EU and US want to make Russia pay for Ukraine's restoration: problems arise

Oleksandr LytvynLife
It became known why the EU may decide not to seize Russian state assets to restore Ukraine
It became known why the EU may decide not to seize Russian state assets to restore Ukraine

Ukraine needs hundreds of billions of dollars to pay for reconstruction after the war. The EU, the US and their allies want to make Russia pay, but it will be much more difficult than it seemed.

This was reported by The New York Times. Ukraine will need about $500 billion to rebuild, while other experts believe the figure could be as high as $1 trillion. The best option is to make Russia pay. This money once seemed to be readily available - since the start of the full-scale Russian invasion, Western countries have frozen more than $330 billion worth of the Russian Central Bank's assets abroad.

With the bulk of the amount, more than $217 billion, frozen in the European Union, the bloc's top official, Ursula von der Leyen, promised last month during a conference on Ukraine's recovery to present "before the summer recess" a legal way to use these Russian assets for Ukraine's benefit.

But her statement raised concerns among bloc officials and diplomats who had been involved in months of discussions about the idea and found it increasingly difficult. Experts said that the direct seizure of Russian state assets carries significant legal and financial risks.

According to international law, assets can be confiscated through a vote in the United Nations Security Council, an International Court of Justice ruling, or a post-war agreement. None of these options seems very likely.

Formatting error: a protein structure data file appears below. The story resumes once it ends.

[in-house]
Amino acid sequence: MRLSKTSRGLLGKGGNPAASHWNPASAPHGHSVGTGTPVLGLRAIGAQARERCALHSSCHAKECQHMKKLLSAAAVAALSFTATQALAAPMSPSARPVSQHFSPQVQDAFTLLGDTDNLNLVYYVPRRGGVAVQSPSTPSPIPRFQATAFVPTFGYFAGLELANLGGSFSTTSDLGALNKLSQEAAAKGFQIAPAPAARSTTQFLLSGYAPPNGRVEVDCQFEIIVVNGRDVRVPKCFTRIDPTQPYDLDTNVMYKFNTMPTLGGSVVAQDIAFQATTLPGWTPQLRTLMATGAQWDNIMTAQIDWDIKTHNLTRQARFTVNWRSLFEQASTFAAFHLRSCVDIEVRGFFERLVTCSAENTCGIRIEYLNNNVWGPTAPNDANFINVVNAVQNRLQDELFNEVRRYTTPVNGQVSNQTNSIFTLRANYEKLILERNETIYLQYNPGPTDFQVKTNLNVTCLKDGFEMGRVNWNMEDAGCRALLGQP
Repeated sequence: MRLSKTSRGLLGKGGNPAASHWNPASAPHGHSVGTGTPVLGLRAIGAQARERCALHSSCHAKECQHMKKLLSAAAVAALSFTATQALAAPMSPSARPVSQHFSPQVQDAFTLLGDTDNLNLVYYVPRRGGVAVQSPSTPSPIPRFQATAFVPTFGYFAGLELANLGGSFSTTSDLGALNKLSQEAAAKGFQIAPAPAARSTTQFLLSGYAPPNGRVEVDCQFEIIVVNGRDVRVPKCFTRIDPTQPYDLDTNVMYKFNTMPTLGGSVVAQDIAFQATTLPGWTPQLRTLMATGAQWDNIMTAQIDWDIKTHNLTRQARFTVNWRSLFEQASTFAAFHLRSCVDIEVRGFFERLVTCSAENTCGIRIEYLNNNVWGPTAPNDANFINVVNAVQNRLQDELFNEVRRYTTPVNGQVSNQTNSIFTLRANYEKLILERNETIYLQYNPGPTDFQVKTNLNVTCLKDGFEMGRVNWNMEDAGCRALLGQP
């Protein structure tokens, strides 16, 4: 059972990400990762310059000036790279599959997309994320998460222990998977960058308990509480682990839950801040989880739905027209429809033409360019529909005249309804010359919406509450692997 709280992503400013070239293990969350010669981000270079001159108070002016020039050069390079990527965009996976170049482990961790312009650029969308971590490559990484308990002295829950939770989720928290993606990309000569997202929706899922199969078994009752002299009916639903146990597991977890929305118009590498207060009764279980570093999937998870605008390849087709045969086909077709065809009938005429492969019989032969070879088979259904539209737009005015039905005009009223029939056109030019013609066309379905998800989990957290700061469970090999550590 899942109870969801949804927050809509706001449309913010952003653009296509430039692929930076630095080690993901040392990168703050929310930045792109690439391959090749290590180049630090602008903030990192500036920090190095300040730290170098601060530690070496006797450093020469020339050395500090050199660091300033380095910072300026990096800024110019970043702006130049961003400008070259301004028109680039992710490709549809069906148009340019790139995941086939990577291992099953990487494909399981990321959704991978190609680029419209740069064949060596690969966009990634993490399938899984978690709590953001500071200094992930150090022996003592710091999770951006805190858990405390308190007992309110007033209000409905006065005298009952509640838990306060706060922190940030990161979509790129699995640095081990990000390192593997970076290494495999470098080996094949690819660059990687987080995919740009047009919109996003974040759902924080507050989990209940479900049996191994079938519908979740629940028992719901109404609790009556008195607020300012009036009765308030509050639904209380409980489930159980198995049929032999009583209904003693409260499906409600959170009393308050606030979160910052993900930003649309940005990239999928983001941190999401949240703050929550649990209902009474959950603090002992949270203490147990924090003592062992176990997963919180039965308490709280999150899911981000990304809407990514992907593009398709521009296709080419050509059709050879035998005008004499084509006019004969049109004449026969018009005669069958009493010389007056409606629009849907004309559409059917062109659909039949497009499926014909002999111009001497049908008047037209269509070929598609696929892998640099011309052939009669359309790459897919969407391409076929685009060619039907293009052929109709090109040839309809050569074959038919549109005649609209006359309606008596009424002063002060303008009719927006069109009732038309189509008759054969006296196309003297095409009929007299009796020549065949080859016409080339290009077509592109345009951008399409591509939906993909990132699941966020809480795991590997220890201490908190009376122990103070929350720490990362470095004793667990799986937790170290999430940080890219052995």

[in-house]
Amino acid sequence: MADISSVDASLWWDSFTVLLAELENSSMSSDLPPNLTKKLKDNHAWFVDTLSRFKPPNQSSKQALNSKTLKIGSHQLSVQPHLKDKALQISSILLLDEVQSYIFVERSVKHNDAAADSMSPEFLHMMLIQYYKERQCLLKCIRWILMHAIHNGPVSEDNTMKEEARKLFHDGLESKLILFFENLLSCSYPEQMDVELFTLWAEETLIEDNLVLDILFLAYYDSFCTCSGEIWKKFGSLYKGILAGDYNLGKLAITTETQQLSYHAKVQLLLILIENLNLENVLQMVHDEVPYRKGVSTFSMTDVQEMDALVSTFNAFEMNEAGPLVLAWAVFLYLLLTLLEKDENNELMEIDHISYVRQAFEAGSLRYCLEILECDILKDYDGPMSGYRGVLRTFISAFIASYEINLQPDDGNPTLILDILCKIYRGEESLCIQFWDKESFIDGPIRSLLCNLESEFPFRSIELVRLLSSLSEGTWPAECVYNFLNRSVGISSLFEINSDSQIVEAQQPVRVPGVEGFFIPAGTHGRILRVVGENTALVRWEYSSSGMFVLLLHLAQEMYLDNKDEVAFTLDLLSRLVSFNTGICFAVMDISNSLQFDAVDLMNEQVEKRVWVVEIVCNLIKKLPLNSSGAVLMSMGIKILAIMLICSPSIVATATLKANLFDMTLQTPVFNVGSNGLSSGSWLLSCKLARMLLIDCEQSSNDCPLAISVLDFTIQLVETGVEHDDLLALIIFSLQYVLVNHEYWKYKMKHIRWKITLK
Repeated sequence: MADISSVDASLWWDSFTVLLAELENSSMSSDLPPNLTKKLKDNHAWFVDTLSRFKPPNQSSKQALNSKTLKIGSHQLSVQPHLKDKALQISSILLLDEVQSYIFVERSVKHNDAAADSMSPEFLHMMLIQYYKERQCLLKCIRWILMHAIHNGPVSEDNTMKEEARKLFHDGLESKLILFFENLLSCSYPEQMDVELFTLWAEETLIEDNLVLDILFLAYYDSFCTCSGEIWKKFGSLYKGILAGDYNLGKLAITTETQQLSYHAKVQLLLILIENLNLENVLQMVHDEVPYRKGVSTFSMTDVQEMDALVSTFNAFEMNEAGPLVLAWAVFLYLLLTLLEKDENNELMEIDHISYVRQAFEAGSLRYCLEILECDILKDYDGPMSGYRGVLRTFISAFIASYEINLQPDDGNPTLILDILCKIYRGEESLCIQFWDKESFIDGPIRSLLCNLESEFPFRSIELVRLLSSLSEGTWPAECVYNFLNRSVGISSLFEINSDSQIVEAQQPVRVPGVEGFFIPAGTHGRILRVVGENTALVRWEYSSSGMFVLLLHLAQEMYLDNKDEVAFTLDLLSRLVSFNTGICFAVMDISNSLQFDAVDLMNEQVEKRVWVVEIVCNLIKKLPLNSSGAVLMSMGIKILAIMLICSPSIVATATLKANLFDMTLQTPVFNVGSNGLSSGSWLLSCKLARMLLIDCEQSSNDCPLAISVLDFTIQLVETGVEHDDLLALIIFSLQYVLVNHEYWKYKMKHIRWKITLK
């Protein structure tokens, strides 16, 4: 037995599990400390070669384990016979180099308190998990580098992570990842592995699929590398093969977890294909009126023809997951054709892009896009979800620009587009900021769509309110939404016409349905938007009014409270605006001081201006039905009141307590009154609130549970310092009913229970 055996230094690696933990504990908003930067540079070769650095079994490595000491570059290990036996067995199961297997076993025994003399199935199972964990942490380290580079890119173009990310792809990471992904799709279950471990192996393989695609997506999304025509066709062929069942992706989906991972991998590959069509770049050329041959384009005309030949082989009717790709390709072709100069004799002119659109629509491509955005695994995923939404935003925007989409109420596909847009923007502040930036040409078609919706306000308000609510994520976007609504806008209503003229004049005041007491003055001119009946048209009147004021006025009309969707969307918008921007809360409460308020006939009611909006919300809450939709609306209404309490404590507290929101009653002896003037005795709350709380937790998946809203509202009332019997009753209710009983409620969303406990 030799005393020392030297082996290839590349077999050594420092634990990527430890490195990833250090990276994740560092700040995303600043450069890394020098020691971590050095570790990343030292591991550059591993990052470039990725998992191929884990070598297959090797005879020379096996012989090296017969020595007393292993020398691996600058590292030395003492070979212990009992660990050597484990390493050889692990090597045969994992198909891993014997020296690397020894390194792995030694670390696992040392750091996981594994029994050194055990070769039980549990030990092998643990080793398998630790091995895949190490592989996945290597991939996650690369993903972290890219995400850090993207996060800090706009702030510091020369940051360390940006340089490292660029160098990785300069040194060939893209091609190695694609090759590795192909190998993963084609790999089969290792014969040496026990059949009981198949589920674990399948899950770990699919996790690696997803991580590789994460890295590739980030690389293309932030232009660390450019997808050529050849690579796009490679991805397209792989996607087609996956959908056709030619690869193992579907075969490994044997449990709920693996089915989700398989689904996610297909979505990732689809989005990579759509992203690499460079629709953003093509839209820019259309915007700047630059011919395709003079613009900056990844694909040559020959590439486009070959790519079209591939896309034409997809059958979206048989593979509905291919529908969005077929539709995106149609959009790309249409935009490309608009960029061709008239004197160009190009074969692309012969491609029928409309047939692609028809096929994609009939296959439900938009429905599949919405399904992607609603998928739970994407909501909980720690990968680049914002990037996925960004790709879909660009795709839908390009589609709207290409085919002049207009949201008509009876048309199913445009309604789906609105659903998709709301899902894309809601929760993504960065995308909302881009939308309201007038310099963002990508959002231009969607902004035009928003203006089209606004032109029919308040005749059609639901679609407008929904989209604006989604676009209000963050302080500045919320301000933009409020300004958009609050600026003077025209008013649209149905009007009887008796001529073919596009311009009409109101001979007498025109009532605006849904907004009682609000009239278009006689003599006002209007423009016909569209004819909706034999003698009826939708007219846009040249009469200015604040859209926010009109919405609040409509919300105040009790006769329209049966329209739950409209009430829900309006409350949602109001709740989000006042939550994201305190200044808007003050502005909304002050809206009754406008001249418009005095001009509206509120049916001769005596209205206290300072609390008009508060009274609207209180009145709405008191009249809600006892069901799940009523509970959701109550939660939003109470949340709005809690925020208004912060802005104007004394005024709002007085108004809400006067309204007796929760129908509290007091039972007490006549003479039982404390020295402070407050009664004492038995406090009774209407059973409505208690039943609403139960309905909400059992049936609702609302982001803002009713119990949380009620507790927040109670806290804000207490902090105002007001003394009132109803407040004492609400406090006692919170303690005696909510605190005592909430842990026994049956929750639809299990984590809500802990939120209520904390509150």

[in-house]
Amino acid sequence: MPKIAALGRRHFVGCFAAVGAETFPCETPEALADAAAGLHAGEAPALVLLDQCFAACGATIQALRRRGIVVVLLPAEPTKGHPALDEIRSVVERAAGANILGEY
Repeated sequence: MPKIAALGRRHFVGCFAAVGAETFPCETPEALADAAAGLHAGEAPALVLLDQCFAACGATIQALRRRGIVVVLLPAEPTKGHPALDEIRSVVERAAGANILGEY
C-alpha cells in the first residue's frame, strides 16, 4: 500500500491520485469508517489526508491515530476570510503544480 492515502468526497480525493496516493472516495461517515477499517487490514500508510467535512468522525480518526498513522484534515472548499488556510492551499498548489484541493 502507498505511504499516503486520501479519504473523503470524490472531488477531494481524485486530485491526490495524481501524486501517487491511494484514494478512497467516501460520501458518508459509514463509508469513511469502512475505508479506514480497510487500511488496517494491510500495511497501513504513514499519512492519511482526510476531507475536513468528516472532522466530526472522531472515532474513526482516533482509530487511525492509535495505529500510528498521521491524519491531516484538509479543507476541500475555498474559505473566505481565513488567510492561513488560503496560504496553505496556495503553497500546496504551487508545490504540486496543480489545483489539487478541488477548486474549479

Russia, a member of the Security Council, will veto any vote there. No agreement can be reached while the war is still ongoing. And no case has been brought to court, and if it were, international law opposes the confiscation of the Russian Central Bank's assets, which would be a violation of its sovereignty, legal experts said.

More than a decade ago, the International Court of Justice ruled that Italian national courts had violated the sovereignty of modern Germany by ordering reparations related to Nazi-era forced labour.

Last month, U.S. Treasury Secretary Janet Yellen told Congress that confiscation of Russian assets frozen in the United States would likely require a change in U.S. law.

European officials assessed in a confidential report seen by The New York Times that "there was no credible legal avenue to confiscate frozen or immobilised assets solely on the basis that they were subject to EU restrictive measures".

One idea put forward by Dalip Singh, former deputy national security adviser for international economics, is to place the frozen assets in an escrow account that could be used by Ukraine as collateral for new bonds it may issue. If Ukraine is able to successfully repay the debt - over a period of 10 to 30 years - Russia could potentially recover its frozen assets.

As OBOZREVATEL previously wrote, Ukraine needs to bring back refugee women from abroad for economic recovery. If more than 6 million refugees do not return, it will have major consequences for the country's economy.

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